Of course, Sofia Boutella's Jaylah also looks stunning — both stylish and interesting, Jaylah's design is so cool that posters featuring just her face advertised the movie. This must have been satisfying for Boutella, who sat in makeup for three and a half hours each day before filming so that her forehead prosthetics and skin markings could be applied.

It's no surprise then, that Star Trek: Beyond is a favorite to win the 2017 Hair & Makeup Oscar, as it already won the Critics' Choice Award for this very category.

The Underdog Nomination

But, just like Buffy and Cordelia were certain they'd win Homecoming Queen in that one episode of Buffy the Vampire Slayer, an underdog might just sneak past Beyond and Suicide Squad and steal their sparkly silver tiara/prestigious Academy Award. That dark horse is the Swedish film A Man Called Ove, for which actor Rolf Lassgård was transformed into Ove, a character who was supposed to look much older than his actor. Instead of relying on Lassgård's acting chops, the filmmakers used handmade bald caps, rubber noses, and a ton of makeup to create the right look.

Before and after the transformation. [Credit: Nordisk Film / Vanity Fair]
Before and after the transformation. [Credit: Nordisk Film / Vanity Fair]

Previously allocated (the equivalent of) $5,000 for this task, director Hannes Holm later lobbied for the makeup budget to be increased to $20,000. The effect was minimalist but stunningly realistic, and it might just earn A Man Called Ove the Oscar.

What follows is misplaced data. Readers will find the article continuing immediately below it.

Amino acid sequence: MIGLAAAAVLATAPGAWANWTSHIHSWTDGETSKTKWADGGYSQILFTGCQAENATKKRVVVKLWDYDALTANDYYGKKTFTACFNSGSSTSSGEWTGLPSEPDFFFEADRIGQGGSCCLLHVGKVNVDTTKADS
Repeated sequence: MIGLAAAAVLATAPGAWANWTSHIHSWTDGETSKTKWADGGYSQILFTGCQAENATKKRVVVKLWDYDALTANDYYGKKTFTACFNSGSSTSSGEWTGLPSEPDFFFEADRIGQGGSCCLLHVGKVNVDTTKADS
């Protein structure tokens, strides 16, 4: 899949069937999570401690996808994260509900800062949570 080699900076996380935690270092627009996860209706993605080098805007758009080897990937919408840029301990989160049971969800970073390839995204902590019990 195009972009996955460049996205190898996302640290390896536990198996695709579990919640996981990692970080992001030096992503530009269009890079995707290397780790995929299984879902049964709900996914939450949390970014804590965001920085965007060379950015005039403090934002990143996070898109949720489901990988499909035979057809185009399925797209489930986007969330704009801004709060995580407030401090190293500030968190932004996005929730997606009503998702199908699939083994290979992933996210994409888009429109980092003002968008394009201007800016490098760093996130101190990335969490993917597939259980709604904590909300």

Ironically, Suicide Squad is the real underdog in this category, and for good reason. While Killer Croc admitedly looked very impressive, he's just one character amidst a cast of normal humans. The only other two characters that stand out are Harley Quinn — whose iconic look was "updated" to make her look like a scene kid — and Jared Leto's Joker... and the less said about him the better.

But even above A Man Called Ove's impressively lifelike makeup, Star Trek: Beyond really does deserve to win.

Jaylah's design may look simple, but it was painstakingly intricate. [Paramount]
Jaylah's design may look simple, but it was painstakingly intricate. [Paramount]

The sheer amount of Beyond's new, individually created aliens are a feat of the hair and makeup department, and their efforts paid off: Beyond was an immersive experience, transporting audiences to the final frontier and making this fantastic scifi universe feel real. The focus on Jaylah, Krall, and other aliens like Ensign Syl made it clear just how much effort was put in to their creation — and the makeup even became part of the plot when Kirk hid the superweapon inside Syl's exoskeleton. (Sounds gross, but it looked cool.)

Making prosthetics look natural is a challenge, but Beyond passed with flying colors. Their use of hair and makeup isn't just interesting to look at, it's also a testament to the practical effects that are a staple of the genre. It's really nice to see good old prosthetics being used in scifi, rather than CGI that quickly looks outdated. For all these reasons and many more, Star Trek: Beyond is a clear winner in this category — so here's hoping the Academy agrees.


Which movie do you think should win the Oscar for Hair & Makeup?

(Source: SFX June print issue, Memory Alpha, Inverse, Vanity Fair.)

[Poll image credit: Paramount. Header image by Matt Taylor for Mondo]